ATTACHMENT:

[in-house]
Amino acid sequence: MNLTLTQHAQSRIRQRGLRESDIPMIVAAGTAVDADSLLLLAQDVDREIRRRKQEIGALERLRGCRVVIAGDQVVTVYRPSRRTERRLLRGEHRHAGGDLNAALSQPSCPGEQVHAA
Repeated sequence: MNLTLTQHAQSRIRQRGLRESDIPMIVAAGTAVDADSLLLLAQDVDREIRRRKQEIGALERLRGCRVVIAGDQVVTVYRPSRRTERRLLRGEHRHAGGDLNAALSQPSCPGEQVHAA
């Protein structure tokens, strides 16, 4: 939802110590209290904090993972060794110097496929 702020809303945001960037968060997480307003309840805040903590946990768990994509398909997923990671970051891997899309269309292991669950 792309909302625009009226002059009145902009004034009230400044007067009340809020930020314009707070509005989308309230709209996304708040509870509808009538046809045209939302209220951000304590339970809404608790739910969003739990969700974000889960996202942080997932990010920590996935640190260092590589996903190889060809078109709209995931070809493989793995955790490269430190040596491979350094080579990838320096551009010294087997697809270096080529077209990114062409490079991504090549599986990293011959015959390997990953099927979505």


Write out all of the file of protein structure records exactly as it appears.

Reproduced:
[in-house]
Amino acid sequence: MNLTLTQHAQSRIRQRGLRESDIPMIVAAGTAVDADSLLLLAQDVDREIRRRKQEIGALERLRGCRVVIAGDQVVTVYRPSRRTERRLLRGEHRHAGGDLNAALSQPSCPGEQVHAA
Repeated sequence: MNLTLTQHAQSRIRQRGLRESDIPMIVAAGTAVDADSLLLLAQDVDREIRRRKQEIGALERLRGCRVVIAGDQVVTVYRPSRRTERRLLRGEHRHAGGDLNAALSQPSCPGEQVHAA
């Protein structure tokens, strides 16, 4: 939802110590209290904090993972060794110097496929 702020809303945001960037968060997480307003309840805040903590946990768990994509398909997923990671970051891997899309269309292991669950 792309909302625009009226002059009145902009004034009230400044007067009340809020930020314009707070509005989308309230709209996304708040509870509808009538046809045209939302209220951000304590339970809404608790739910969003739990969700974000889960996202942080997932990010920590996935640190260092590589996903190889060809078109709209995931070809493989793995955790490269430190040596491979350094080579990838320096551009010294087997697809270096080529077209990114062409490079991504090549599986990293011959015959390997990953099927979505």